Katie Meyer Death, Katie Meyer family sues Stanford over soccer star’s death
- by Alex Danvers
Katie Meyer Obituary, Death – A lawsuit for wrongful death has been filed against Stanford University by the family of Katie Meyer, a star goalkeeper for the Stanford University soccer team who committed suicide in March. She is said to have “suffered an acute stress reaction that impulsively led to her suicide” as a result of the actions of the university administrators, according to the lawsuit that was filed on Wednesday and reviewed by CNN. The allegations center on a notice of disciplinary action that was given to Meyer on the evening before she passed away. According to the lawsuit, on March 1, 2019, Meyer, who had helped Stanford win the 2019 NCAA College Cup championship game, received a six-page formal charge email from Stanford’s office of community standards.
The email contained a disciplinary notice following an incident that occurred in August 2021, in which she allegedly spilled coffee on another Stanford student-athlete, who was accused of sexually assaulting one of her minor teammates. Meyer had helped Stanford win the 2019 NCAA College Cup championship game. Later that evening, her body was discovered inside one of the residence halls at Stanford University, where she worked as a residential adviser. Meyer’s mother claims that the night before, her daughter had been in a cheerful mood as she talked with her family via video chat about how they were going to spend their spring break together.
The lawsuit filed by Meyer’s parents asserted that the letter their daughter received shortly before her death “contained threatening language regarding sanctions and potential removal from the university.” The lawsuit stated that “the formal disciplinary charge letter related to spilled coffee also informed Katie her diploma was being placed on hold only three (3) months shy of her graduation; threatening her status as a Stanford student, Captain, and member of the Soccer team, Residential Advisor, Mayfield Fellow, Defense Innovative Scholar, and her ability to attend Stanford Law school,” amongst many other things. “The formal disciplinary charge letter related to spilled coffee also informed Katie her diploma was being placed on hold only three (3) months shy of her graduation.”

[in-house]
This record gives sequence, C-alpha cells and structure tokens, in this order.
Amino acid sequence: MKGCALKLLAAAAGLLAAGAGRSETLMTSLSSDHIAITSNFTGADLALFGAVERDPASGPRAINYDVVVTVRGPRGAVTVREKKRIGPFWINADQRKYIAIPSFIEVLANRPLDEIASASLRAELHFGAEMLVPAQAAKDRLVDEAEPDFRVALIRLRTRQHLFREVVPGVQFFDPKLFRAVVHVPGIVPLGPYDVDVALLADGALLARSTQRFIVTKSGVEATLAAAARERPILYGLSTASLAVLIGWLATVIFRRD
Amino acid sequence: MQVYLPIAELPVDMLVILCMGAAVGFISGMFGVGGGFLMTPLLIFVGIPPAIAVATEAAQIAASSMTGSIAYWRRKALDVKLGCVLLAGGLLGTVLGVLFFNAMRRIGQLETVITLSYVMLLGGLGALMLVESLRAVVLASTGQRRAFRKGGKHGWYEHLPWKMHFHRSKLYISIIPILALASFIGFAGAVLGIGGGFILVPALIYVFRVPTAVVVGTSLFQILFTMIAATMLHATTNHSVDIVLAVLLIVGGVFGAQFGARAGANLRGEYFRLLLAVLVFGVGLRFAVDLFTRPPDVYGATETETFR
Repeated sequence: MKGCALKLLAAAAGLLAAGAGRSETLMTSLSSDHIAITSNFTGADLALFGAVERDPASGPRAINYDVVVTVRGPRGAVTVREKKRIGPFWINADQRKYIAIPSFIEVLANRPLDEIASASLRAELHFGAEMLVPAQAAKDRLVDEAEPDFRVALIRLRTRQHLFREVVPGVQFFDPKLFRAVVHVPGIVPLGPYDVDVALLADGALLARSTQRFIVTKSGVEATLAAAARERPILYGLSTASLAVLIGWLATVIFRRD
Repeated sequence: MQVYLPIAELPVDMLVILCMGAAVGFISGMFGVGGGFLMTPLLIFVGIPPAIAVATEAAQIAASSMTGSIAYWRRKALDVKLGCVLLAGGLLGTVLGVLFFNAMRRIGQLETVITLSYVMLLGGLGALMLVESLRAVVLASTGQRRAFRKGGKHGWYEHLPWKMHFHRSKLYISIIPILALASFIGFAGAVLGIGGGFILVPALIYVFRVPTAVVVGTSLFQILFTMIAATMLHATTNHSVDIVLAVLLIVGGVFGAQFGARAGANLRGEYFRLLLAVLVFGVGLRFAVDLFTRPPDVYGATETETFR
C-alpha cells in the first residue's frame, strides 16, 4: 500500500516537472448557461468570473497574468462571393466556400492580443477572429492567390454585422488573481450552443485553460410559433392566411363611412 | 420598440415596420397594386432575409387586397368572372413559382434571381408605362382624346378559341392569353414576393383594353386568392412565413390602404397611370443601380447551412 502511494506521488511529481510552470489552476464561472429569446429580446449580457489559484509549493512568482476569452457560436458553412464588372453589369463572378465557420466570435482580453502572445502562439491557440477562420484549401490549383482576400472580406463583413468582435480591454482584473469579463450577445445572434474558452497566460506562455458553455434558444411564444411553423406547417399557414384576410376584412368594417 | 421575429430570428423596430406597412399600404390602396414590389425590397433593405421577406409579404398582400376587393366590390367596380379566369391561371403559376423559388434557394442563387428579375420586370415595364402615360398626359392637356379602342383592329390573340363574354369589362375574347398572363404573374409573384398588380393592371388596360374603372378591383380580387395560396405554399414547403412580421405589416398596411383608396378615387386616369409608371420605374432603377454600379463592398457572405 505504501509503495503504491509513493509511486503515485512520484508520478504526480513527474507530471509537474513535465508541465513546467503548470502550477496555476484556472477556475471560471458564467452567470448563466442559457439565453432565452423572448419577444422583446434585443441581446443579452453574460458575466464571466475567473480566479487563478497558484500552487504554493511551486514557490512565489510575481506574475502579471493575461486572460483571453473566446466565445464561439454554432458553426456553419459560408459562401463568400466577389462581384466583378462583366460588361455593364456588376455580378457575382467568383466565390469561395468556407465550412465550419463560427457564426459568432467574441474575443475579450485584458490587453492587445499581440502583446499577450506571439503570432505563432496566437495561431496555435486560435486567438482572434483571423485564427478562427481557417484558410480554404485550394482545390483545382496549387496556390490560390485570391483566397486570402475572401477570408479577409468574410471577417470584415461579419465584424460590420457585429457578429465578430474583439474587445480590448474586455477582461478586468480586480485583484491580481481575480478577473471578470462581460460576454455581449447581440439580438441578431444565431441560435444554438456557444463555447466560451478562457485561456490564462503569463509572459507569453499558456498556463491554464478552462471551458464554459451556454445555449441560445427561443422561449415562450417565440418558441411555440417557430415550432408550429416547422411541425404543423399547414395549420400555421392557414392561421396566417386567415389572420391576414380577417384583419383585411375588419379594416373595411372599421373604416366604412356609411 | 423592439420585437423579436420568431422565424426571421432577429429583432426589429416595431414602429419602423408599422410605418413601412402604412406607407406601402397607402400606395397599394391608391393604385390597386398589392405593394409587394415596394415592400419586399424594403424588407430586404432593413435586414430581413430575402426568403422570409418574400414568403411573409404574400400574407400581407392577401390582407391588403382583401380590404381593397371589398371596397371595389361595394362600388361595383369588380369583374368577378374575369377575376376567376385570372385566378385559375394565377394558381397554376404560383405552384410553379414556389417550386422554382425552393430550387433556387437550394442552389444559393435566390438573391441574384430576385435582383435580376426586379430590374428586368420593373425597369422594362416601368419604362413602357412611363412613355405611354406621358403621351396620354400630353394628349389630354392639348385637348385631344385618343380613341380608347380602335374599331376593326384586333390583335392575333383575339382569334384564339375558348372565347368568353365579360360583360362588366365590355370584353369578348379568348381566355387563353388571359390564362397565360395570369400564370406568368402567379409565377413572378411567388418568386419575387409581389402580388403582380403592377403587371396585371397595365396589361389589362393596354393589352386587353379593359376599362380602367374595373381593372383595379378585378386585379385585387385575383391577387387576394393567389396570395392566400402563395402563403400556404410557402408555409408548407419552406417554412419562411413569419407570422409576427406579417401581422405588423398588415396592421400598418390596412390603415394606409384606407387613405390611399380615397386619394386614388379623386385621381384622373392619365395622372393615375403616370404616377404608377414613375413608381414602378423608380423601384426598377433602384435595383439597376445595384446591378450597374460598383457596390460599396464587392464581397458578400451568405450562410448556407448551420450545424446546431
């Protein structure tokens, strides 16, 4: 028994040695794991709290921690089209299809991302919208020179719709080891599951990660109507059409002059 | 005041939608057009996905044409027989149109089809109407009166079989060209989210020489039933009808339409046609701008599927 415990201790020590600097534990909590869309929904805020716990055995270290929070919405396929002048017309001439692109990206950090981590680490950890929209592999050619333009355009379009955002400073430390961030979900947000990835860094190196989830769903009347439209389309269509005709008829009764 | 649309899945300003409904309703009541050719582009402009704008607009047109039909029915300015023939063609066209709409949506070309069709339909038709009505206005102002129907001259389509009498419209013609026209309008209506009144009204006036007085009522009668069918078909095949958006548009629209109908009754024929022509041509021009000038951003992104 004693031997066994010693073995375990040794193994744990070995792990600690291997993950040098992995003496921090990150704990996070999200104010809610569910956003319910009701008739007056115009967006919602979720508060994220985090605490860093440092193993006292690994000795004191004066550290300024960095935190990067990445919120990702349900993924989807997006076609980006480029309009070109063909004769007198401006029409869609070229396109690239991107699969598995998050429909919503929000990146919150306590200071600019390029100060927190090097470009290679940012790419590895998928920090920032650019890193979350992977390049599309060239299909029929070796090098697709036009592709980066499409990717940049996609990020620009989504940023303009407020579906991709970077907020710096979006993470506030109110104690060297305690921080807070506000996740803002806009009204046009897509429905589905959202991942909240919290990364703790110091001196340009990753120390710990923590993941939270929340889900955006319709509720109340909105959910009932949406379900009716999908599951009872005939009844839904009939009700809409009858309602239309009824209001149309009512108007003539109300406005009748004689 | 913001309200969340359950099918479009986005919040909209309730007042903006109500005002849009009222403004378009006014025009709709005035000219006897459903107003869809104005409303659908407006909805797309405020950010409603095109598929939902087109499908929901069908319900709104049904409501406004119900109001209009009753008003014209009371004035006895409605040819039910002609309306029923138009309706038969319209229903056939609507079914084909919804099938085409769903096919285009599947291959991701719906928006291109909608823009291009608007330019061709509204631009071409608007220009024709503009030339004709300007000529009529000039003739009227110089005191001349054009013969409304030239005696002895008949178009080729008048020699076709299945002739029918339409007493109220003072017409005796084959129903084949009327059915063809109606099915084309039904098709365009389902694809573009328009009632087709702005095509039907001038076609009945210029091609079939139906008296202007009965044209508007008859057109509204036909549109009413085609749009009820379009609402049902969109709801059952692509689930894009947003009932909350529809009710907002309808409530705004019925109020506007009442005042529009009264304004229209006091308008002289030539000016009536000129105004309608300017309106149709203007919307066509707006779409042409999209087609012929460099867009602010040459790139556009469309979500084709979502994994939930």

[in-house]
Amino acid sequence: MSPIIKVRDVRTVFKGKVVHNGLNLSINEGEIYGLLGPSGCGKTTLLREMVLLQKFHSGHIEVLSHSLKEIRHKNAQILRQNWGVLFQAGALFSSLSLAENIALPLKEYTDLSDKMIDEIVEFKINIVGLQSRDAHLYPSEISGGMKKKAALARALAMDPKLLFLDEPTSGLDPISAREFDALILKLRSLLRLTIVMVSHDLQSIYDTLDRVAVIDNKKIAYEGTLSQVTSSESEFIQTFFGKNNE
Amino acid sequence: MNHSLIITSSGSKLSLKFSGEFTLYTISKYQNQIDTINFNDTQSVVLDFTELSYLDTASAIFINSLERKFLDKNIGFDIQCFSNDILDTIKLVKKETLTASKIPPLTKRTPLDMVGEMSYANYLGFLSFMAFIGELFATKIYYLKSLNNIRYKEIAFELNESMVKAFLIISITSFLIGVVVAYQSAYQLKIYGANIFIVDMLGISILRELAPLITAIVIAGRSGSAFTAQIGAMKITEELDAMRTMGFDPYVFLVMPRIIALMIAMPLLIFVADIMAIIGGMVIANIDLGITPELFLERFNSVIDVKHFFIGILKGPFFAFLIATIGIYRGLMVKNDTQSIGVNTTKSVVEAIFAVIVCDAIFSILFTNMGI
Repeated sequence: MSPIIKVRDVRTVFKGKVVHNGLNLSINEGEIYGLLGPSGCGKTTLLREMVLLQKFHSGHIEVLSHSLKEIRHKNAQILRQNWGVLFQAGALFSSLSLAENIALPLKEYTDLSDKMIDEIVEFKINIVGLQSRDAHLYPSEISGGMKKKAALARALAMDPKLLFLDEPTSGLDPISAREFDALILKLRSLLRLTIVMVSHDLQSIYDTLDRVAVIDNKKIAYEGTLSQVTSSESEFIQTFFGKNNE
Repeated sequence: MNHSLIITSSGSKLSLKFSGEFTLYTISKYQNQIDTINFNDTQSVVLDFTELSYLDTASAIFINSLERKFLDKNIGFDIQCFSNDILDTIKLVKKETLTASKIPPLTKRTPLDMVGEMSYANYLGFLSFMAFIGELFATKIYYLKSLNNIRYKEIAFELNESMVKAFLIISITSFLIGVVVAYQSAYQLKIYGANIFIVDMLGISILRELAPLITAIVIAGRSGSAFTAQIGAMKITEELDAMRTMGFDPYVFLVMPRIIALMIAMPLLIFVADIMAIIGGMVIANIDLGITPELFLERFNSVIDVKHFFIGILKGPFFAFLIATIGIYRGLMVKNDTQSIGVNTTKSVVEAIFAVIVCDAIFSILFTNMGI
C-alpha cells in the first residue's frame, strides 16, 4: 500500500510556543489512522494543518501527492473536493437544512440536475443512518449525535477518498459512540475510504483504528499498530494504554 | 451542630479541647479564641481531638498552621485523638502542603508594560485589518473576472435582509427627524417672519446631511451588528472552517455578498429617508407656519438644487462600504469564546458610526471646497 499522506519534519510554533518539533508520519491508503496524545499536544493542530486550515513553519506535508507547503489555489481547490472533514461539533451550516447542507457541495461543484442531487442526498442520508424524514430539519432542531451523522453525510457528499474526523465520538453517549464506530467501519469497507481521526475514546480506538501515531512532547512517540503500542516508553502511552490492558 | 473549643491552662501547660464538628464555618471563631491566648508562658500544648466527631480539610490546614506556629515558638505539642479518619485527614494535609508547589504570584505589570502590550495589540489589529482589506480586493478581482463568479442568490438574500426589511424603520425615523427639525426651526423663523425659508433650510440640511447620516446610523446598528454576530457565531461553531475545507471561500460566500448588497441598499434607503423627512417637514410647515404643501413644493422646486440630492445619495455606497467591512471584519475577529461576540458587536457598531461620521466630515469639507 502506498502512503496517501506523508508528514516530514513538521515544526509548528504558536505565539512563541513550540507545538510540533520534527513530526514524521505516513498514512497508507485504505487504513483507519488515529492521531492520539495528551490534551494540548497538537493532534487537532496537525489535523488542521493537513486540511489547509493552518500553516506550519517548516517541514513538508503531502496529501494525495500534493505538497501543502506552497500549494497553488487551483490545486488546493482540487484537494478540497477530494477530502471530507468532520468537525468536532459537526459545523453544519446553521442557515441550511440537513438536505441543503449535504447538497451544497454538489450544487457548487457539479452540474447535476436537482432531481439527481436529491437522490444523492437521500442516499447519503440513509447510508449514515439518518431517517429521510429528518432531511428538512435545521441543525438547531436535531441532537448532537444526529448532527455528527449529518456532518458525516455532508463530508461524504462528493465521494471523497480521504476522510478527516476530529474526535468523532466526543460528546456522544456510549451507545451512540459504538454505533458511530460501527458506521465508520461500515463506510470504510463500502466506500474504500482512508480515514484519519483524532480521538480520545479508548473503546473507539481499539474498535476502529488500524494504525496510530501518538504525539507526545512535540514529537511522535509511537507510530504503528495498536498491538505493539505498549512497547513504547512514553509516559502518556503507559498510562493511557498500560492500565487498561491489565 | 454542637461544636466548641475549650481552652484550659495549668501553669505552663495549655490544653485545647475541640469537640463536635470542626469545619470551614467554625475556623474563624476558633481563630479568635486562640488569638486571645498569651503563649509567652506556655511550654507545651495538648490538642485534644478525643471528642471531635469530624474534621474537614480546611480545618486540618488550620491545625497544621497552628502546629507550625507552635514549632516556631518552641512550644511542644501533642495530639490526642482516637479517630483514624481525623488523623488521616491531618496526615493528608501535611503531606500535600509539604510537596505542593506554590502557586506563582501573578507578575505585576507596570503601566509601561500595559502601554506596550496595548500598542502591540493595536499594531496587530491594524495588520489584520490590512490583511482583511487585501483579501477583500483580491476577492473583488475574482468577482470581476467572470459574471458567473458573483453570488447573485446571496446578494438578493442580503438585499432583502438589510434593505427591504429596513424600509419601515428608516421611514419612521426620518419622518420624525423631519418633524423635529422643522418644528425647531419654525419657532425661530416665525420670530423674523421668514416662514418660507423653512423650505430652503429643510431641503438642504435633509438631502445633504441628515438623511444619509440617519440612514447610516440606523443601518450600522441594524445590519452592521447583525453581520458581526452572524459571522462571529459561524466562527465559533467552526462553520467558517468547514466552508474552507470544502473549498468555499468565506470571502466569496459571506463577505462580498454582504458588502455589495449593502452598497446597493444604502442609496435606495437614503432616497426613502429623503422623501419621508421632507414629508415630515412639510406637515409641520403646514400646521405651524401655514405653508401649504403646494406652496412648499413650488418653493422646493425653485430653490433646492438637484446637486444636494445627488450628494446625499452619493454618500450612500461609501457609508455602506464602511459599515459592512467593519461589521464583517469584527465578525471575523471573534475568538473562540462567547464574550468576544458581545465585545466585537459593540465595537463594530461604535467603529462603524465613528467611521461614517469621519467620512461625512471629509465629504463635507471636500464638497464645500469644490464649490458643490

It was stated that Meyer immediately contacted the university after receiving the email, informing them that she was “shocked and distraught” over the notice, but that “Stanford employees failed to support Katie when she expressed feelings of despair.” The cause of death was determined to be a suicide after an autopsy was performed. According to the lawsuit, “Katie suffered from an acute stress reaction, which impulsively led to her suicide as a result of Stanford’s after-hours disciplinary charge, as well as the reckless nature and manner in which it was submitted to Katie.” “Katie’s suicide was carried out without any planning and solely as a response to the shocking and deeply distressing information she received from Stanford while she was alone in her room and without any support or resources.”
The claims that were made in the lawsuit were refuted by Dee Mostofi, a spokesperson for Stanford. According to ESPN, Mostofi was quoted as saying, “The Stanford community continues to grieve Katie’s tragic death.” “We sympathize with her family for the unimaginable pain that Katie’s passing has caused them,” Mostofi was also quoted as saying.
“However, we vehemently dispute any claim that the university bears any responsibility for her passing,” Although we have not yet seen the formal complaint that the Meyer family has filed, we are aware of some of the allegations that have been made in the filing, and we believe that these allegations are both false and misleading.
Additionally, according to Mostofi, the letter of discipline that was sent to Meyer by the university included “a number to call for immediate support and [she] was specifically told that this resource was available to her 24 hours a day, seven days a week.”
Katie Meyer Obituary, Death – A lawsuit for wrongful death has been filed against Stanford University by the family of Katie Meyer, a star goalkeeper for the Stanford University soccer team who committed suicide in March. She is said to have “suffered an acute stress reaction that impulsively led to her suicide” as a result…